Words change meaning.
Technical words change meaning.
Sometimes, you need to check out a specific commit of a word’s meaning from the version control, to add context to a statement.
“I’m talking about Open Source in its early meaning of Free Software without the confusion over Free, not its later meaning as an ethically empty publication of source code.”
“I mean Object-Oriented Programming as the loosely-defined bucket in which I can put all the ills of software that I’m claiming are solved by Haskell, not the earlier sense of modelling business processes in software with loosely-coupled active programs communicating by sending messages.”
“The word Agile here refers to the later sense of Agile where I run a waterfall with frequent checkpoints and get a certification from a project management institute.”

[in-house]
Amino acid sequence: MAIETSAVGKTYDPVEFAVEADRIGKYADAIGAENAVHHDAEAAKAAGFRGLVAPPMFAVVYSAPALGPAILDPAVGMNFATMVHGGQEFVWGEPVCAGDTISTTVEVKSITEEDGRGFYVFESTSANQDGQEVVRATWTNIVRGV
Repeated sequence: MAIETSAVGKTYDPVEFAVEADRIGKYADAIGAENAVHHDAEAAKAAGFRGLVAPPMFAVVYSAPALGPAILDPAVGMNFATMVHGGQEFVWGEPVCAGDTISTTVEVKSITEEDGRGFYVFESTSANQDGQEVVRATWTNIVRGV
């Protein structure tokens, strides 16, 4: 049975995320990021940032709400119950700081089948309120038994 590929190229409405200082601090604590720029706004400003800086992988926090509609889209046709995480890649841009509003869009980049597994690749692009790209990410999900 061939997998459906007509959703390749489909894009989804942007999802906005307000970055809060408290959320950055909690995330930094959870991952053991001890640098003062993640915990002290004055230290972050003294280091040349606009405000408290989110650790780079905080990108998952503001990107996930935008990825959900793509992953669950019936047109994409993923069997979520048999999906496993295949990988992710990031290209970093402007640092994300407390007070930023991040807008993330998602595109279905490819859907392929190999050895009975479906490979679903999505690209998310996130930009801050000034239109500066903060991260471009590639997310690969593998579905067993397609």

The problem is that doing so acts as a thought-terminating cliche to people who are not open to hearing a potentially valuable statement about Open Source, Object-Oriented Programming, or Agile development.
If your commit is too early in history, then you can easily be dismissed as etymologically fallacious, or as somebody who won’t accept progress and the glorious devaluation of the word you’re trying to use.
If your commit is too recent in history, then you can easily be dismissed as a Humpty-Dumptyist who’s trying to hide behind a highfalutin term that you have no right to use.
What I’ve come to realise is that my technique for dealing with people who use these rhetorical devices can be as simple as this: ignore them. If they do not want to hear, then I do not need to speak.